New Year, New Teaching Skills

 In for grad students, for postdocs, PhD/Postdoc Blog, teaching

January’s unofficial mantra is, “New Year, New Me.” Whether you are for or against trendy resolutions, the spirit of self-improvement can be mobilizing. As spring nears and new teaching opportunities flourish, I wanted to use this year to improve my teaching. I already have many exciting opportunities in the works.

Recently, I became my advisor’s teaching assistant for his Systems Pharmacology and Personalized Medicine course. At the Baltimore Underground Science Space (BUGSS), in the spring and mentoring their high school project team that competes in the International Genetically Engineered Machine (iGEM) competition. I will also create a new workshop in computational biology (😄).

With these exciting opportunities nearing, I wanted to learn more about different teaching techniques and find ways to employ them. I hope some of them may be useful on your first day of class and beyond.

Improving the First Day

The first day is for first impressions. Unfortunately, it is often difficult to balance the desire to inspire with the need to convey important course information. Dr. James Lang, Professor of English and Director of the D’Amour Center for Teaching Excellence at Assumption College, addressed some of these challenges in his advice guide, “How to Teach a Good First Day of Classes.

Dr. Lang suggests to cultivate four key entities starting on the first day: 1) curiosity, 2) community, 3) learning, and 4) expectations. This article goes over changes we can make to improve our first day of class, the research behind why we should make them, and concrete examples from courses in Psychology, Mathematics, and more. I highly recommend reading this helpful article, but if I had to summarize one new teaching technique, it would be this:

Spark interest through communal action

As Dr. Lang writes, the first day is your “best opportunity to spark students’ curiosity and invite them into a fascinating intellectual journey.” One approach to achieving this is to pose a course-related problem that students can work together to solve. To create this problem, you must reflect on the world’s fascinating challenges and course skills that can address them.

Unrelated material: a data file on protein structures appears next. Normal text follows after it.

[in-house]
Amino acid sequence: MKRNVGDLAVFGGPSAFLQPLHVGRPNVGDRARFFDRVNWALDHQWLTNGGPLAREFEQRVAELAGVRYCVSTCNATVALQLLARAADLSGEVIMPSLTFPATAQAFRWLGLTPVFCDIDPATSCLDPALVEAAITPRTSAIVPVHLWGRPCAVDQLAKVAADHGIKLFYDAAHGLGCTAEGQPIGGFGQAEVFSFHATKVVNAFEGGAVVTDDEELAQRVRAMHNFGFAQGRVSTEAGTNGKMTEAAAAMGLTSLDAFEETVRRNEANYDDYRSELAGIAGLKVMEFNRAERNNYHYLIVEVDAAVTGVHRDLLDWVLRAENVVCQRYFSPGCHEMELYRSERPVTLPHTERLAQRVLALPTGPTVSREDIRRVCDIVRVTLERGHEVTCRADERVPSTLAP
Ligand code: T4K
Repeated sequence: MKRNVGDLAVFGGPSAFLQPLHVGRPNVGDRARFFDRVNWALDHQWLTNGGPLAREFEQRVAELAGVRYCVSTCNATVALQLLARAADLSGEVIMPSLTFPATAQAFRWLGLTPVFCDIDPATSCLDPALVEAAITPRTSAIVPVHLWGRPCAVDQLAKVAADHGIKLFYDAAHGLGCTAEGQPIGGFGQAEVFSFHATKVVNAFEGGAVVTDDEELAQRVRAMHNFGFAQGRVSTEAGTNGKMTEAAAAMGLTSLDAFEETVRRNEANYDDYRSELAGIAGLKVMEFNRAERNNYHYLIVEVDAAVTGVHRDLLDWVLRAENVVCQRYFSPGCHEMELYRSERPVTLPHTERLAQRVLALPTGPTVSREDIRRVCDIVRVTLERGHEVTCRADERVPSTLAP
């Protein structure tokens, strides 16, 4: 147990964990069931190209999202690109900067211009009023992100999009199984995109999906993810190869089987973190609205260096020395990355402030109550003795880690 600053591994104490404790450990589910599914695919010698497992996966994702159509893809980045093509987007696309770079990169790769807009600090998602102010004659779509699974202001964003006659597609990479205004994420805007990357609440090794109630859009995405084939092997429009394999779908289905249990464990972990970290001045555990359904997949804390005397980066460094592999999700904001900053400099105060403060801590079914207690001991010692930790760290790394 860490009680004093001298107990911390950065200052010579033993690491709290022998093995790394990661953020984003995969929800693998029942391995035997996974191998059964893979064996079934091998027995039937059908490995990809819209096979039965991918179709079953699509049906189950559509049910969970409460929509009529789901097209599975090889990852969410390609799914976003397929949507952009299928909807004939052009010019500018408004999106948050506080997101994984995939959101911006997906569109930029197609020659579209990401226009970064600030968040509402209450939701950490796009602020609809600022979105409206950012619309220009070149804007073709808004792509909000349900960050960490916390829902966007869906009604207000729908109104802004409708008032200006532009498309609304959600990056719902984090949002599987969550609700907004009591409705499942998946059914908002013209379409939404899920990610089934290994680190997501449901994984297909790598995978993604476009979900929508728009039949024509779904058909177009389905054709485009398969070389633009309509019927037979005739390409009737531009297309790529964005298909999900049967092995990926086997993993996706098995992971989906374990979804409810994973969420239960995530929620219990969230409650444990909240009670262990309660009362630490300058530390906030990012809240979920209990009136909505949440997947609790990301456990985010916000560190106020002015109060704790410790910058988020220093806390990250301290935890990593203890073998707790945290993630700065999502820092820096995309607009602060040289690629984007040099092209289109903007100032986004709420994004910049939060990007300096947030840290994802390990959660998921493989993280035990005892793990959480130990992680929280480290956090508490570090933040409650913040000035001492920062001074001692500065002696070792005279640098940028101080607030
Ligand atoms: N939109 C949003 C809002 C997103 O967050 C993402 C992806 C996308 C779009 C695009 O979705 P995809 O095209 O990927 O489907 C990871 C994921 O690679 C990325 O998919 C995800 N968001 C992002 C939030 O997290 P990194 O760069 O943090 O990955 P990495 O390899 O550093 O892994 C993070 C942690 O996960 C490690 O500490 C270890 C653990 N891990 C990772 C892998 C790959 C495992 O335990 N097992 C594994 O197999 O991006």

Through this challenge, you inspire students’ curiosity by highlighting your course’s world impact and build community through collaboration. Furthermore, students learn the techniques used to approach the problem and gain an expectation of what they will acquire from the course. It is better if the problem is unsolvable on the first day. This early challenge requires students to use whatever information they have, cultivating what Dr. Lang calls “fertile grounds” for new knowledge and skills.

Improving your Students’ Comprehension

The first two-thirds of the semester is already behind you. You are happy with how the course is going, but you are worried about a student that consistently tests poorly.  With only a few weeks until the final exam, they are in your office – what now?

Last fall, I attended a “Pizza and Pedagogy” event hosted by the Center for Educational Resources at Johns Hopkins. The event explored strategies for supporting the academically challenged student. During this event, Dr. James Culhane, Chair and Professor at Notre Dame University of Maryland School of Pharmacy, introduced his Systematic Approach to Learning and Metacognitive Improvement (S.A.L.A.M.I.) method. I left Dr. Culhane’s talk with a greater understanding of possible challenges to learning, as well as one critical action that we can all do as instructors:

Start guiding students’ study habits

In a 2013 study on learning techniques, education psychologists assert that many students struggle because they do not know effective study strategies. To combat this problem, these authors evaluated the effectiveness of several learning techniques, such as highlighting, summarization, and practice testing. They found studying over multiple sessions and practice testing were two of the most effective strategies.

Accordingly, Dr. Culhane emphasized that you can incorporate effective study strategies into lessons using simple exercises. The goals of these exercises are to highlight important concepts and provide sample exam-style questions. Importantly, interactive learning exercises also help you as an instructor gain real-time insight into students’ understanding.

Photo by Edwin Andrade on Unsplash.

Although none of these techniques are new, they can be new to your classroom or lecture hall:

  • Clicker questions can be presented at the end of major topics and involve students answering independently as well as engaging in group discussion
  • One Minute Papers is an exercise where students summarize key points presented in the lecture along with their lingering questions
  • Exam writer involves students drafting and answering their own exam-style questions

Here are more interactive learning exercises curated by the Faculty Center for Teaching and Learning at the University of Central Florida.

Every course and classroom are different, so try the suggestions that feel appropriate. For some of you, the spring may bring your very first teaching opportunity. For others, you are returning to a recurring class like an old friend. Regardless, I hope some of these techniques can help make your teaching feel new and improved.

What new teaching techniques are you trying out? Any long-held techniques that you would add? Let me know in the comments or tweet me @WanguiMbuguiro!

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